Buddhadeb Bhattacharjee has got it wrong, though he is right to protest against the “gherao” and the “hartal”. The first keeps a manager captive, without means of sustenance or access to a toilet —which must be illegal as it is involuntary confinement, usually accompanied by intimidation if not personal violence. Managers subjected to this inhuman treatment have been known to die of heart attacks. The second, also a coercive method, disrupts normal life in a city or state and has been declared illegal by the court; so the Marxists find new words with which to do the same thing. Both deserve condemnation, and the West Bengal chief minister would be right to uphold the law. However, that is not what he has promised to do; he has merely expressed what he calls his personal view, which is a private matter. What is relevant to the rest of us is that it is his duty to prevent these two coercive practices. Will he do that?
On the third issue, of industrial strikes, the chief minister is comprehensively wrong because you should not take away a trade union’s right to strike, as a tool in collective bargaining. This was a right first won by the working class in Britain 102 years ago, when a new law on trade unions protected them from being sued for the losses incurred by a company because of a strike. India recognised the right to strike in its Industrial Disputes Act of 1947, but this law is confined to “industries”. There was a time when the term was extended by the courts to mean even universities and hospitals, but more recently the Supreme Court held that government employees could not go on strike. The International Labour Organisation has some conventions on the subject, but many countries have started constraining industrial action by asking for complicated procedures, and excluding essential services.
The problem in India is that strikes over pay and working conditions are rare; the maximum number of mandays are lost in industrial action protesting against government policy, like listing the shares of a state-owned undertaking (which, rightly speaking, is for an owner to decide), or more general opposition to the thrust of economic policy — and therefore occur most commonly in the public sector. It is arguable that these are not matters on which strikes should be called; in any case, no strike ballot is taken. Perhaps the last major, specific, industrial strike was in the Bombay textile mills, in 1982. Datta Samant organised a long closure that killed the mills, most of which never re-opened. The workers lost their jobs, and the mills in central Mumbai are now turning over their land to real estate development.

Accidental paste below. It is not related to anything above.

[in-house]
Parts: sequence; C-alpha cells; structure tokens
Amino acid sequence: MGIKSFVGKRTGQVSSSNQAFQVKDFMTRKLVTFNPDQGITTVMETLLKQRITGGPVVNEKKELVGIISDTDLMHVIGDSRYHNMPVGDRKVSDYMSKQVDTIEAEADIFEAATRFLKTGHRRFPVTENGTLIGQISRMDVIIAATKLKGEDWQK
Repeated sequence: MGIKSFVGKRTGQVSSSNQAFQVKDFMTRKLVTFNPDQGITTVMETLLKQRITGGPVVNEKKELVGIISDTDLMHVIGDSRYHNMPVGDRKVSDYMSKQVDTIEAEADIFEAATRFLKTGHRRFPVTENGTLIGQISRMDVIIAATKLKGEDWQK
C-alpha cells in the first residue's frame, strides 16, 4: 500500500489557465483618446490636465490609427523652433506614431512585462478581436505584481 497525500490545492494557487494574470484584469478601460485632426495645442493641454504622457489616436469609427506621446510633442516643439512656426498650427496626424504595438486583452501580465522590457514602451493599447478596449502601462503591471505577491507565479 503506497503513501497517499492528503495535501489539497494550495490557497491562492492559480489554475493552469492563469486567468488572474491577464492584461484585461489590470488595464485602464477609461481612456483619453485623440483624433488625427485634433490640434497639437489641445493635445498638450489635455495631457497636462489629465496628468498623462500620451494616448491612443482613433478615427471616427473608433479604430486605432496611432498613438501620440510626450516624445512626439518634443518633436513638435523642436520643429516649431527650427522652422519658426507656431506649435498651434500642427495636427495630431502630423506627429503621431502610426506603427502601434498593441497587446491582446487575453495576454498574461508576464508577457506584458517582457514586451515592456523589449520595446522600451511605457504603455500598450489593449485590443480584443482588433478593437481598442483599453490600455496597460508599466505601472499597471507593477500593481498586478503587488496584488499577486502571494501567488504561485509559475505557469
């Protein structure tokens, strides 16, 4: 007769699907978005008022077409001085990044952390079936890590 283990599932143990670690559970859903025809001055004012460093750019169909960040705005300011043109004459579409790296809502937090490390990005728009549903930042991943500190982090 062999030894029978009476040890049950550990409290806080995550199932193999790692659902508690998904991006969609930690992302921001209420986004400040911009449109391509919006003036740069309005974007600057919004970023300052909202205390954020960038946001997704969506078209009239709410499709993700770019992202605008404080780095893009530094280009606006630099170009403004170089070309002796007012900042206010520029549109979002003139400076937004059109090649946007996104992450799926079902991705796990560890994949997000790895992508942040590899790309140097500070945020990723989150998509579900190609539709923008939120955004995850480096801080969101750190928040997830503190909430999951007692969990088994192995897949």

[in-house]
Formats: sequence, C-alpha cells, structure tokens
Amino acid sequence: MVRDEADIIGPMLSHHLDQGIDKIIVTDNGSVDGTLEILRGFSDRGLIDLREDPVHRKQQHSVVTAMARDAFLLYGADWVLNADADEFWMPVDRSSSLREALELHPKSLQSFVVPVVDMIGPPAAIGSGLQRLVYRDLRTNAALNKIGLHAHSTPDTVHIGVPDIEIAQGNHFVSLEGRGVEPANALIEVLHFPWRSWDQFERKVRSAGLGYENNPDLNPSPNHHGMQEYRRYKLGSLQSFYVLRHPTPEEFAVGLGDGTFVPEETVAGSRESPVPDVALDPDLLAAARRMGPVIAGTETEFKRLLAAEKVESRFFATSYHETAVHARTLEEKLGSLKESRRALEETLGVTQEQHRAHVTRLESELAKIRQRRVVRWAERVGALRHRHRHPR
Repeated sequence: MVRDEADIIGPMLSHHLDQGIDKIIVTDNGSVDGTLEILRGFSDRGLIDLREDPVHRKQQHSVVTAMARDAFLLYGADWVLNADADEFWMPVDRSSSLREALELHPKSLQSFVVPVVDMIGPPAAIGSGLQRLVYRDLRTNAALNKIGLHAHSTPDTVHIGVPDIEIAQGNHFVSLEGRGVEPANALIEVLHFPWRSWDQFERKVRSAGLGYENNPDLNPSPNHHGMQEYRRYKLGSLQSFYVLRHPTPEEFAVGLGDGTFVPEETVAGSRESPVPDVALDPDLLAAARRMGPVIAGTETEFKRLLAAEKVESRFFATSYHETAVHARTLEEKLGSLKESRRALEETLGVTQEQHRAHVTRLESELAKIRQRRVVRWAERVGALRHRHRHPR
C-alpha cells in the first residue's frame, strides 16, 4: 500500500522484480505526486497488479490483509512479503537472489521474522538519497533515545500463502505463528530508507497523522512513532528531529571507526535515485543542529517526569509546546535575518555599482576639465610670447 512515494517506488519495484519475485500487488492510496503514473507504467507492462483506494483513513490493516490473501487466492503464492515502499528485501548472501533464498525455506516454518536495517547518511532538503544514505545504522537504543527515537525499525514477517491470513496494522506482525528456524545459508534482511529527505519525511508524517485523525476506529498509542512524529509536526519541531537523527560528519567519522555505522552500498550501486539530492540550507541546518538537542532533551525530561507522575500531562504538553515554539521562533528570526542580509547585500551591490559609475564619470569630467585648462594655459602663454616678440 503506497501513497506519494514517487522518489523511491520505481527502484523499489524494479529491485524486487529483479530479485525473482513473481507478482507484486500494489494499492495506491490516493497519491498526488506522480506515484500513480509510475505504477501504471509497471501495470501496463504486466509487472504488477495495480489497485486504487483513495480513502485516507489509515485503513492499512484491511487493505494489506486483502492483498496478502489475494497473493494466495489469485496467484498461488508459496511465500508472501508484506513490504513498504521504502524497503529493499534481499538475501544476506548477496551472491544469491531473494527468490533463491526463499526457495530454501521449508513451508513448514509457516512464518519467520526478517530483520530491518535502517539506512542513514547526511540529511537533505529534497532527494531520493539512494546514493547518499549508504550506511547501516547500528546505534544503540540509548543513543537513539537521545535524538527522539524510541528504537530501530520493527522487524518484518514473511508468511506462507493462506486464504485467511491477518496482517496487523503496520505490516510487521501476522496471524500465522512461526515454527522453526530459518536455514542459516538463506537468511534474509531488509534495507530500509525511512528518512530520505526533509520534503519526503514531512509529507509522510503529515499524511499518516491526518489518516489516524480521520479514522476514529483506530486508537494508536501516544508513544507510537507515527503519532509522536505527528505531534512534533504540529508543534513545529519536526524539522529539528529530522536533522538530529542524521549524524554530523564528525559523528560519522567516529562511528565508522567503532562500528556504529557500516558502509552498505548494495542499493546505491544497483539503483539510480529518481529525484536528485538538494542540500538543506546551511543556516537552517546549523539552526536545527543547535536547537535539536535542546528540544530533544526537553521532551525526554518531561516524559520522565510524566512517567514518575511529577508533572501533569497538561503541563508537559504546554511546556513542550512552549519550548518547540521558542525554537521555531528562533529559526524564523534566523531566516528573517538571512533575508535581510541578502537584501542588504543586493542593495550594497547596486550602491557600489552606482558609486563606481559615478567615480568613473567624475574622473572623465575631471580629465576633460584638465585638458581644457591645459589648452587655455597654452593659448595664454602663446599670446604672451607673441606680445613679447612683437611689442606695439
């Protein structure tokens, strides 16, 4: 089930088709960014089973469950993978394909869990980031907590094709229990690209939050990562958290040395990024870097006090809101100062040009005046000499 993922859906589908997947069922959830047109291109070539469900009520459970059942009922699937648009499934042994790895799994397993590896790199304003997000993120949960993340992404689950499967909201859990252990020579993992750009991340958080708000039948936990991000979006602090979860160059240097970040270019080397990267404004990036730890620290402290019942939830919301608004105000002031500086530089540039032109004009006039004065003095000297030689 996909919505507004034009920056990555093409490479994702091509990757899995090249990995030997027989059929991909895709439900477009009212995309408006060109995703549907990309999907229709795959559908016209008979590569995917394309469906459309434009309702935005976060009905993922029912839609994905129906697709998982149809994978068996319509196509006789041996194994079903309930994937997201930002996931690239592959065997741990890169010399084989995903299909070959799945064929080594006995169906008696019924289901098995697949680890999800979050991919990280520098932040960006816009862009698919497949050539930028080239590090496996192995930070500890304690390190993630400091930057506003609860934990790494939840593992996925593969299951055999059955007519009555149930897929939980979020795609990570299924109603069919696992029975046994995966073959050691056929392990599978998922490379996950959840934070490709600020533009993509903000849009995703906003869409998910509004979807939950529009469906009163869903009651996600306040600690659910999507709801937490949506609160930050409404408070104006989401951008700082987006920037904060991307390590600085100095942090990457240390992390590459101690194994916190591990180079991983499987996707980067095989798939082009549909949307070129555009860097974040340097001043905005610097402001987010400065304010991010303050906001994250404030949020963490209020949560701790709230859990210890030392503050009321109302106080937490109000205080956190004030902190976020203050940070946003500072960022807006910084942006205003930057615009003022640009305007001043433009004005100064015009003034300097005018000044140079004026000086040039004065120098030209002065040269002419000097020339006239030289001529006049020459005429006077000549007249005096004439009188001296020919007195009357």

Workers have learnt from this that their interest may be aligned with their employers’, more than with professional trade union leaders. In increasingly competitive markets, companies are usually fighting to keep costs low. In any case, the organised sector (which is relatively small) is relatively well-paid. So it looks slightly absurd when Maruti or Tata Motors employees go on strike over pay. There is hardly any trade union presence in the unorganised sector, and they provide little protection in the small enterprises that are nominally a part of the organised sector. The big, national unions have therefore become tools in the hands of political parties when they want to bring normal life to a halt and make a political point. None of this helps the worker improve his economic prospects. In practice, the right to strike has become less of a collective bargaining weapon and more a political gambit (used mostly by the Marxists). And as we’re beginning to see, the courts don’t approve.